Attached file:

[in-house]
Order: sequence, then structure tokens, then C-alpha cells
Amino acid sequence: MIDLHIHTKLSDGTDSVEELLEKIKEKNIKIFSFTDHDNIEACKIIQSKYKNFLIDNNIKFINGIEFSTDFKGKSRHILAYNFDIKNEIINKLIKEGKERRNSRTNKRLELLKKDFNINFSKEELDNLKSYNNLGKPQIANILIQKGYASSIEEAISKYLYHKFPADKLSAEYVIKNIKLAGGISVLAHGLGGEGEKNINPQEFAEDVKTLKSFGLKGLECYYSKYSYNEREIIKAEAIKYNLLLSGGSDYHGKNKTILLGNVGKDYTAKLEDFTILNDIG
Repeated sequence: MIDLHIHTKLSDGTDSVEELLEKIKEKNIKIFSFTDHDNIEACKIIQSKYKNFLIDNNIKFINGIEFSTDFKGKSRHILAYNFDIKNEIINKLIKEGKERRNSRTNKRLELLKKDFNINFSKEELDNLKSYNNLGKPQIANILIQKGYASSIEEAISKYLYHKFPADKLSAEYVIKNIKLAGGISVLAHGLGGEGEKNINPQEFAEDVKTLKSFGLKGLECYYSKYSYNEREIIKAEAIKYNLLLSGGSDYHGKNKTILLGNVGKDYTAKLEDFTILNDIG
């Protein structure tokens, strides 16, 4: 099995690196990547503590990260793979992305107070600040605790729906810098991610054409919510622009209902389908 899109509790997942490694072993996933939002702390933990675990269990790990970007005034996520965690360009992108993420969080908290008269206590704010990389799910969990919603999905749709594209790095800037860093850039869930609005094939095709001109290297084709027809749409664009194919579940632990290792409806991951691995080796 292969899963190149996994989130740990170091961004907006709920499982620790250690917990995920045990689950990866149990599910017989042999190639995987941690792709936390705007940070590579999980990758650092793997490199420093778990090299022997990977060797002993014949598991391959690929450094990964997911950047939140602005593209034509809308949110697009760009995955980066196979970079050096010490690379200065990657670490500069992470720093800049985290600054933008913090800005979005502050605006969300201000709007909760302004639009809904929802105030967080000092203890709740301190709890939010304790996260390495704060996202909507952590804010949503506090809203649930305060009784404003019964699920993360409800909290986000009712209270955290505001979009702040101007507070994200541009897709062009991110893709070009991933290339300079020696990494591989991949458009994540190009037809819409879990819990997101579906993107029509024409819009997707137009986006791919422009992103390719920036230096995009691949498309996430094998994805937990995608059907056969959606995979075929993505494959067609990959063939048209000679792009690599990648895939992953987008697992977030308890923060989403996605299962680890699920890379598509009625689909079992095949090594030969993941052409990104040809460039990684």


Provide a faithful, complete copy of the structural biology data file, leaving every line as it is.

[in-house]
Order: sequence, then structure tokens, then C-alpha cells
Amino acid sequence: MIDLHIHTKLSDGTDSVEELLEKIKEKNIKIFSFTDHDNIEACKIIQSKYKNFLIDNNIKFINGIEFSTDFKGKSRHILAYNFDIKNEIINKLIKEGKERRNSRTNKRLELLKKDFNINFSKEELDNLKSYNNLGKPQIANILIQKGYASSIEEAISKYLYHKFPADKLSAEYVIKNIKLAGGISVLAHGLGGEGEKNINPQEFAEDVKTLKSFGLKGLECYYSKYSYNEREIIKAEAIKYNLLLSGGSDYHGKNKTILLGNVGKDYTAKLEDFTILNDIG
Repeated sequence: MIDLHIHTKLSDGTDSVEELLEKIKEKNIKIFSFTDHDNIEACKIIQSKYKNFLIDNNIKFINGIEFSTDFKGKSRHILAYNFDIKNEIINKLIKEGKERRNSRTNKRLELLKKDFNINFSKEELDNLKSYNNLGKPQIANILIQKGYASSIEEAISKYLYHKFPADKLSAEYVIKNIKLAGGISVLAHGLGGEGEKNINPQEFAEDVKTLKSFGLKGLECYYSKYSYNEREIIKAEAIKYNLLLSGGSDYHGKNKTILLGNVGKDYTAKLEDFTILNDIG
């Protein structure tokens, strides 16, 4: 099995690196990547503590990260793979992305107070600040605790729906810098991610054409919510622009209902389908 899109509790997942490694072993996933939002702390933990675990269990790990970007005034996520965690360009992108993420969080908290008269206590704010990389799910969990919603999905749709594209790095800037860093850039869930609005094939095709001109290297084709027809749409664009194919579940632990290792409806991951691995080796 292969899963190149996994989130740990170091961004907006709920499982620790250690917990995920045990689950990866149990599910017989042999190639995987941690792709936390705007940070590579999980990758650092793997490199420093778990090299022997990977060797002993014949598991391959690929450094990964997911950047939140602005593209034509809308949110697009760009995955980066196979970079050096010490690379200065990657670490500069992470720093800049985290600054933008913090800005979005502050605006969300201000709007909760302004639009809904929802105030967080000092203890709740301190709890939010304790996260390495704060996202909507952590804010949503506090809203649930305060009784404003019964699920993360409800909290986000009712209270955290505001979009702040101007507070994200541009897709062009991110893709070009991933290339300079020696990494591989991949458009994540190009037809819409879990819990997101579906993107029509024409819009997707137009986006791919422009992103390719920036230096995009691949498309996430094998994805937990995608059907056969959606995979075929993505494959067609990959063939048209000679792009690599990648895939992953987008697992977030308890923060989403996605299962680890699920890379598509009625689909079992095949090594030969993941052409990104040809460039990684």